- Optimised content – Let’s not forget about the content. When crawling your site, Google is looking for original, relevant content throughout your website to tell it what each page is focussed on, as well as building an idea of your business as a whole.
- Meta data – As well as the content on page, there are a number of technical areas where keywords can be added including the title tag, meta description and image alt tags.
- Back-links – Google prefers sites which have good authority. To achieve this, external websites need to link back to yours. Each link is a vote of confidence from the web. However, be wary of low-authority sites (usually links which you pay for) as they won’t have the desired effect.
- User experience – Above all else, Google wants to send users to sites they will like. To get an idea of that, they’ll look at how previous visitors have used your site. Factors like the click through rate, bounce rate and dwell time will all contribute to your overall ranking.
Above all else, your site needs to work well and be relevant to the searches people are using when trying to find products or services like yours.
Playing the SEO long game
Compared to pay-per-click marketing, which offers instant results but continues to charge you for every one of them, SEO is something of a long game. Businesses that are serious about improving their rankings need to be in it for the long haul too.
As discussed above, there are a wide range of fixes for your site that can improve its performance on search engines almost instantaneously. However, Rome wasn’t built in a day. To see real results, you need to combine optimisation with ongoing content creation.
For one, because Google tracks how often your site is updated. As the world’s leading search engine – by some margin – they don’t want to be sending their users to stagnant, derelict and neglected websites.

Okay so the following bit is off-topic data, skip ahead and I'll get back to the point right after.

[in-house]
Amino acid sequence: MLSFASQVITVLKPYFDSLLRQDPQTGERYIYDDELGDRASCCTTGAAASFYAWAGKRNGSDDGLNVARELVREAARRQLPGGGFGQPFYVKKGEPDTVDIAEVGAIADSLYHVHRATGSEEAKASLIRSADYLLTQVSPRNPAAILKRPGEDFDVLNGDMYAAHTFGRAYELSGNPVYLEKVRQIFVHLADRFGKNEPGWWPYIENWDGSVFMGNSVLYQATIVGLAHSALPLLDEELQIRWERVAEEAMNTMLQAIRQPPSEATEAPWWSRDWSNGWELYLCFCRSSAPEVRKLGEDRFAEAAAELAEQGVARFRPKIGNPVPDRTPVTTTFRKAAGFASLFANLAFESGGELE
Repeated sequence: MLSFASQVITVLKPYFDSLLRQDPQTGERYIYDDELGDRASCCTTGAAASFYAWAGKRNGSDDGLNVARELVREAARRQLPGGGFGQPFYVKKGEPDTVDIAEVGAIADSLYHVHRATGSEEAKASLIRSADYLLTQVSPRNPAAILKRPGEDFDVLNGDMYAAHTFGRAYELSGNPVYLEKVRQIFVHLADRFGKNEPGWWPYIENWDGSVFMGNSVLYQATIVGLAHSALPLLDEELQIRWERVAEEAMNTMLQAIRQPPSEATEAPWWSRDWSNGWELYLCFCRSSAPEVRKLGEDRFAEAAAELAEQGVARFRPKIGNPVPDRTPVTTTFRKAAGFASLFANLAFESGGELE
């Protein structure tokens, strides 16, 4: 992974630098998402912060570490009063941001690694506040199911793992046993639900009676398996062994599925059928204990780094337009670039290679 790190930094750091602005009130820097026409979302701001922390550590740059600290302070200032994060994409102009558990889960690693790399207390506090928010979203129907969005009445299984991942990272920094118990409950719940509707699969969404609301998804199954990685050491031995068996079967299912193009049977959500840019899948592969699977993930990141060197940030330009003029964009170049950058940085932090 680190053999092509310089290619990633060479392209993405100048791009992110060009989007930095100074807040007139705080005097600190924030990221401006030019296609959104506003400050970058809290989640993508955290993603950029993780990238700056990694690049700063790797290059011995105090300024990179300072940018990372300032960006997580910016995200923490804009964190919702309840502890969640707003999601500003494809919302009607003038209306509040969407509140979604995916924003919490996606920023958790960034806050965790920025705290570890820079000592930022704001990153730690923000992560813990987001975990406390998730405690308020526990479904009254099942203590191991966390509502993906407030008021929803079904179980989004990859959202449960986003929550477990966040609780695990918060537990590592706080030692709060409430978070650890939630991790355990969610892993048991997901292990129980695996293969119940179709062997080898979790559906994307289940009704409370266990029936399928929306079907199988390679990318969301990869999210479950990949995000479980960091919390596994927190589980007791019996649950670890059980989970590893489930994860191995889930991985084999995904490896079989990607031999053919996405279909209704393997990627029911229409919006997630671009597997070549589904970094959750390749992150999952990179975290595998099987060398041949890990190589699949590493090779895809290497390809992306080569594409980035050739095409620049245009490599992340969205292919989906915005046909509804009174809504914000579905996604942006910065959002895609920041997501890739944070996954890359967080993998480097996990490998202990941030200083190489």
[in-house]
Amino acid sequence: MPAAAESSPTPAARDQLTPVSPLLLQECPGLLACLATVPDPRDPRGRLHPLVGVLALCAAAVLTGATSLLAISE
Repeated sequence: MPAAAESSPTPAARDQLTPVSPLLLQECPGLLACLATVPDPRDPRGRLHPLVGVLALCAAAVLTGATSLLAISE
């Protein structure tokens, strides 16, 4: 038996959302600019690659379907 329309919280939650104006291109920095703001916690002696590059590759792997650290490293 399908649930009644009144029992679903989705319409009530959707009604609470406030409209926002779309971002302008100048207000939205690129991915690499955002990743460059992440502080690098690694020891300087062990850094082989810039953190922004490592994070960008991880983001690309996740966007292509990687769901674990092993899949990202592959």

Google wants to know that sites are relevant, current and active. Blogging is a great way to show exactly that, adding fresh, unique content to your site. It can also help with back-links, as other sites might link to your blog posts if they’re particularly interesting or helpful, for example.
But that’s not all…
Creating an effective content strategy
While blog posts are an effective way to keep your site active with original content, the content itself can also be used to target keyphrases and add to the initial optimisation mentioned earlier. While there is still some value to blogging naturally about industry trends, company news and general views (tread carefully), keyword research can be used to steer your content topics for ongoing SEO.
The best way to do so is typically through long-form content. While definitions vary from 700 words to upwards of 2,000, long-form content refers to more detailed blog posts which explore specific topics in more depth than a usual blog post.
Another difference with blogging comes in the phrases you can target. While your home page, service pages or product pages will usually be targeting short, broader keyphrases, long-form blog posts can dig into long-tail keyphrases which are more specific. While these phrases have lower search volumes, they also have fewer sites competing for them, making it more likely that your site will attract some of the traffic.
Principally, if you ask the question – how can I help my target audience? – then your content strategy is on the right track.
Come out of lockdown on top
SEO can play a huge part in your company’s success as we return to normality. At Rapport Digital, we take a holistic approach to marketing, combining expertise in SEO and content marketing as well as social media, pay-per-click and email.
With our help, you can improve your site’s rankings both short- and long-term to ensure your business makes the most of post-lockdown opportunities. To find out more, simply contact our team.